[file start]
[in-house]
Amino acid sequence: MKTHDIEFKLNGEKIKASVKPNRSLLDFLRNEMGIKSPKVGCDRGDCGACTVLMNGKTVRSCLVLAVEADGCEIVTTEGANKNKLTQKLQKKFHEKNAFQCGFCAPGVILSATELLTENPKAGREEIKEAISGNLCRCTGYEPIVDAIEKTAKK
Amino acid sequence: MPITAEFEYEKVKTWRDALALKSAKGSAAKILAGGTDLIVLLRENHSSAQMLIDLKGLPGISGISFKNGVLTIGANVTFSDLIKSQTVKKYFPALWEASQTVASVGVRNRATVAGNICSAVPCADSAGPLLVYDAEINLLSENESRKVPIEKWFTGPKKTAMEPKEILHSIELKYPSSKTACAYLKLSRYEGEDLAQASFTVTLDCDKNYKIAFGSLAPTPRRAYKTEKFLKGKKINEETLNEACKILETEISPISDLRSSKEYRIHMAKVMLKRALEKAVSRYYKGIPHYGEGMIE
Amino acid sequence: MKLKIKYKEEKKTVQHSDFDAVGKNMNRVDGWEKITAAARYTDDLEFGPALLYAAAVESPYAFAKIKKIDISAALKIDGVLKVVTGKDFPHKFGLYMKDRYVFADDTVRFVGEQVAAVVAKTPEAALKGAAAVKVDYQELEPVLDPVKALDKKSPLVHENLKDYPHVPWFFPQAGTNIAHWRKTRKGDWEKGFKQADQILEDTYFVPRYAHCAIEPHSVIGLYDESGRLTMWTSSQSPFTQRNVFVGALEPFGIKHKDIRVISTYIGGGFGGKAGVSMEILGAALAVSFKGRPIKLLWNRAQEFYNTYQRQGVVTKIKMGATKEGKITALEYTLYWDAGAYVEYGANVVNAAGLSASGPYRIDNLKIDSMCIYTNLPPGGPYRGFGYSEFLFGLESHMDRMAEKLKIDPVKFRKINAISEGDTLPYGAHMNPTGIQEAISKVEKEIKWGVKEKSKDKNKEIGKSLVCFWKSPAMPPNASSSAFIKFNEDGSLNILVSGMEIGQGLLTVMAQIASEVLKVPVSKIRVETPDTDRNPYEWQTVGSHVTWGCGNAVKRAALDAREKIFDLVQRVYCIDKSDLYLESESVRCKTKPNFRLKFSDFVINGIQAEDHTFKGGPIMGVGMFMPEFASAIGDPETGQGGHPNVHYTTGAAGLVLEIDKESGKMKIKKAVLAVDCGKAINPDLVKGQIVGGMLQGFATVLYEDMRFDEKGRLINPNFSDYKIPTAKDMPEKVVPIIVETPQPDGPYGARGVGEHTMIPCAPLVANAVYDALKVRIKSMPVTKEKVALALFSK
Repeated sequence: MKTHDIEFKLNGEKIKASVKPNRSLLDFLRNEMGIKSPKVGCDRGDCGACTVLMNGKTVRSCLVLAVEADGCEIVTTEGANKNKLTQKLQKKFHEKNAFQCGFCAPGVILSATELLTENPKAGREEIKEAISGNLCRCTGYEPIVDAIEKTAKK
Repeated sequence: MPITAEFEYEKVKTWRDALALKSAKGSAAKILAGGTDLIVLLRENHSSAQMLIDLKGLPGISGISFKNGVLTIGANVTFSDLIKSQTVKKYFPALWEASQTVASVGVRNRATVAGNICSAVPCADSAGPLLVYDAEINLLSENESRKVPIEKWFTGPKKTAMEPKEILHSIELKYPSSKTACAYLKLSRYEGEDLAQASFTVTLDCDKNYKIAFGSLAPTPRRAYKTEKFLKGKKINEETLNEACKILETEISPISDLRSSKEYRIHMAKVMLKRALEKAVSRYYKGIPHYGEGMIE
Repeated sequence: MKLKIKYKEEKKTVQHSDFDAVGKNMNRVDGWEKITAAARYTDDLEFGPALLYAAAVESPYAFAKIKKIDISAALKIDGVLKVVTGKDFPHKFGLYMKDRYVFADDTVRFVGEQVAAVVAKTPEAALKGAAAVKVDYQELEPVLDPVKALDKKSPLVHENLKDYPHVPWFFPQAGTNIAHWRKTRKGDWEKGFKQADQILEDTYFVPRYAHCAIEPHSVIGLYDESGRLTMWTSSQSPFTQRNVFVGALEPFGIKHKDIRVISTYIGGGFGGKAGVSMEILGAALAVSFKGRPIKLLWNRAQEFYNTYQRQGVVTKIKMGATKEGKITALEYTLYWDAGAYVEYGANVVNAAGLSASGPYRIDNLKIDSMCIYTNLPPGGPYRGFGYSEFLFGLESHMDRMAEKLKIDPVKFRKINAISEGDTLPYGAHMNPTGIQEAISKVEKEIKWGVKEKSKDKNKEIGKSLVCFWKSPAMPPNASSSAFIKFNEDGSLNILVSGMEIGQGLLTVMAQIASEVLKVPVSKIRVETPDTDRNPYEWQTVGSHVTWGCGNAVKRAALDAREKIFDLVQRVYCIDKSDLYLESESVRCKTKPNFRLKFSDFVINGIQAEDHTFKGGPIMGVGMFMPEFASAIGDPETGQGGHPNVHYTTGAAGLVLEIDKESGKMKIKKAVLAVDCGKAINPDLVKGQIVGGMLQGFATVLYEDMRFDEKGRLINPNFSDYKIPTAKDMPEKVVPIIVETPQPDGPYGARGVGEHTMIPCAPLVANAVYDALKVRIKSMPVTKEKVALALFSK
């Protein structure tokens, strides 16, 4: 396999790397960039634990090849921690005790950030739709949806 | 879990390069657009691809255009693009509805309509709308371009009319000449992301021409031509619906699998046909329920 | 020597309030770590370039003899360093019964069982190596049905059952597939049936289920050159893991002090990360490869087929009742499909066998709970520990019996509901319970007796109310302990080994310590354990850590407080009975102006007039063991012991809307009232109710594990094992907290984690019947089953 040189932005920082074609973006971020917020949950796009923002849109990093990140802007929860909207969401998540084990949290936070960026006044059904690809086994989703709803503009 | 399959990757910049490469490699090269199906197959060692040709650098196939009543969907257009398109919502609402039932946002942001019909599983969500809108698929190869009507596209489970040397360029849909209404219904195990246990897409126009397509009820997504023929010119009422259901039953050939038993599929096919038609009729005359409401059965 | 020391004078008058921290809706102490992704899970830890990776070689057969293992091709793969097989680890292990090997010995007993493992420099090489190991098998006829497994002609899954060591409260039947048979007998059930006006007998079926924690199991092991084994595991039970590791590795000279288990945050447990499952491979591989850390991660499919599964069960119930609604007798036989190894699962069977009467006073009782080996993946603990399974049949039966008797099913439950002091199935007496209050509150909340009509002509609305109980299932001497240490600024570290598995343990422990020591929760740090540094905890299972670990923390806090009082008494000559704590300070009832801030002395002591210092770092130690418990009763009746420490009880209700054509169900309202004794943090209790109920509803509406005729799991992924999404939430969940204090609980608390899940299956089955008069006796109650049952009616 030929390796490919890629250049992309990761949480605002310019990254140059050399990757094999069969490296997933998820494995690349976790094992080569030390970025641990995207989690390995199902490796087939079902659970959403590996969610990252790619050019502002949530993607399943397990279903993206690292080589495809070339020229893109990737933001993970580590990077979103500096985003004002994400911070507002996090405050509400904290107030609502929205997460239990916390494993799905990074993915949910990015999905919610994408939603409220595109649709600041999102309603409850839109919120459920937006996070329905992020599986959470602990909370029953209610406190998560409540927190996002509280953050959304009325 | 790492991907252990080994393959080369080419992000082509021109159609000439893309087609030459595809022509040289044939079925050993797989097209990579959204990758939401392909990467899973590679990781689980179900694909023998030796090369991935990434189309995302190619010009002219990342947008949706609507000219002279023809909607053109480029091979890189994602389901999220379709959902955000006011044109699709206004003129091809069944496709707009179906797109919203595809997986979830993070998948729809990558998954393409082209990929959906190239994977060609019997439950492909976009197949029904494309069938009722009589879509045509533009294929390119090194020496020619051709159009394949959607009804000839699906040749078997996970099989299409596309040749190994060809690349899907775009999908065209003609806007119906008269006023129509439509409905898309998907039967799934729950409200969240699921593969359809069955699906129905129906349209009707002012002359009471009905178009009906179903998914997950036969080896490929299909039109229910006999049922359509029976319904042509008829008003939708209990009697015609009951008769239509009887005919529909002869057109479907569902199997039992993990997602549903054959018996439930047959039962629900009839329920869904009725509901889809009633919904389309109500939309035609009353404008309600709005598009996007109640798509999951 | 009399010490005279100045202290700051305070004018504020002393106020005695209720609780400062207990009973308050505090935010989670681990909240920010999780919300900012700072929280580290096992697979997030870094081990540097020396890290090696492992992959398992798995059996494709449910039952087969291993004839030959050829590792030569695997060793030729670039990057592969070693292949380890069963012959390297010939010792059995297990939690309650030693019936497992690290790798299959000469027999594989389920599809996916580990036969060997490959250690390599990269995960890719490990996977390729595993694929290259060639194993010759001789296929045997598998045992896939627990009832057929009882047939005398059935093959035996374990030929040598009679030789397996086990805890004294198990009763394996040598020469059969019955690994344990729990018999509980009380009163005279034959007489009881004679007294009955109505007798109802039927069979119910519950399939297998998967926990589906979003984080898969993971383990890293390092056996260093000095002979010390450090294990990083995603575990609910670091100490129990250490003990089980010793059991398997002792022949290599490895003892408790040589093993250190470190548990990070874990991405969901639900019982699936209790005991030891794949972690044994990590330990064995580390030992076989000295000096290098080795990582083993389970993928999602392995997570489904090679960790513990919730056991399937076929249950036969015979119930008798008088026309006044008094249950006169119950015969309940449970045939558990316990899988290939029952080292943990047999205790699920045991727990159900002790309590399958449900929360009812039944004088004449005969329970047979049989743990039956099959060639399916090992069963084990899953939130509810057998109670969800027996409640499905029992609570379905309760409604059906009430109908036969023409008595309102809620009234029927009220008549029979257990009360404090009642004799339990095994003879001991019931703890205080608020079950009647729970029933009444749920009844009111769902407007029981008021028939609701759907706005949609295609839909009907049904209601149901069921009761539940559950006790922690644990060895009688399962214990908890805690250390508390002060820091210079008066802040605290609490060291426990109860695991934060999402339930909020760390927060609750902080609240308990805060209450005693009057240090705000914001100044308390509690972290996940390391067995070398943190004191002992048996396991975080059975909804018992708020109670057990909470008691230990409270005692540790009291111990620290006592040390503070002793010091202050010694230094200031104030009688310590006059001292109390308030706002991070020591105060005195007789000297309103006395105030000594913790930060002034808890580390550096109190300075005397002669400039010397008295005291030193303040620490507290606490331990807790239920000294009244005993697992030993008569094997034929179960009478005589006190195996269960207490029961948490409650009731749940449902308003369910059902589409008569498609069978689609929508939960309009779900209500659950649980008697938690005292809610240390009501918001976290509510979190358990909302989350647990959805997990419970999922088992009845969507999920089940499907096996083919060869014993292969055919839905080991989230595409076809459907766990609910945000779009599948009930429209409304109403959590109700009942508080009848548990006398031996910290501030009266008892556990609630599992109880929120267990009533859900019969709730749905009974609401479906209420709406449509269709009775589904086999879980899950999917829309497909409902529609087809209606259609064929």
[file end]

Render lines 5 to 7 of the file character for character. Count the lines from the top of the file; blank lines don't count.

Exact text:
Repeated sequence: MKTHDIEFKLNGEKIKASVKPNRSLLDFLRNEMGIKSPKVGCDRGDCGACTVLMNGKTVRSCLVLAVEADGCEIVTTEGANKNKLTQKLQKKFHEKNAFQCGFCAPGVILSATELLTENPKAGREEIKEAISGNLCRCTGYEPIVDAIEKTAKK
Repeated sequence: MPITAEFEYEKVKTWRDALALKSAKGSAAKILAGGTDLIVLLRENHSSAQMLIDLKGLPGISGISFKNGVLTIGANVTFSDLIKSQTVKKYFPALWEASQTVASVGVRNRATVAGNICSAVPCADSAGPLLVYDAEINLLSENESRKVPIEKWFTGPKKTAMEPKEILHSIELKYPSSKTACAYLKLSRYEGEDLAQASFTVTLDCDKNYKIAFGSLAPTPRRAYKTEKFLKGKKINEETLNEACKILETEISPISDLRSSKEYRIHMAKVMLKRALEKAVSRYYKGIPHYGEGMIE
Repeated sequence: MKLKIKYKEEKKTVQHSDFDAVGKNMNRVDGWEKITAAARYTDDLEFGPALLYAAAVESPYAFAKIKKIDISAALKIDGVLKVVTGKDFPHKFGLYMKDRYVFADDTVRFVGEQVAAVVAKTPEAALKGAAAVKVDYQELEPVLDPVKALDKKSPLVHENLKDYPHVPWFFPQAGTNIAHWRKTRKGDWEKGFKQADQILEDTYFVPRYAHCAIEPHSVIGLYDESGRLTMWTSSQSPFTQRNVFVGALEPFGIKHKDIRVISTYIGGGFGGKAGVSMEILGAALAVSFKGRPIKLLWNRAQEFYNTYQRQGVVTKIKMGATKEGKITALEYTLYWDAGAYVEYGANVVNAAGLSASGPYRIDNLKIDSMCIYTNLPPGGPYRGFGYSEFLFGLESHMDRMAEKLKIDPVKFRKINAISEGDTLPYGAHMNPTGIQEAISKVEKEIKWGVKEKSKDKNKEIGKSLVCFWKSPAMPPNASSSAFIKFNEDGSLNILVSGMEIGQGLLTVMAQIASEVLKVPVSKIRVETPDTDRNPYEWQTVGSHVTWGCGNAVKRAALDAREKIFDLVQRVYCIDKSDLYLESESVRCKTKPNFRLKFSDFVINGIQAEDHTFKGGPIMGVGMFMPEFASAIGDPETGQGGHPNVHYTTGAAGLVLEIDKESGKMKIKKAVLAVDCGKAINPDLVKGQIVGGMLQGFATVLYEDMRFDEKGRLINPNFSDYKIPTAKDMPEKVVPIIVETPQPDGPYGARGVGEHTMIPCAPLVANAVYDALKVRIKSMPVTKEKVALALFSK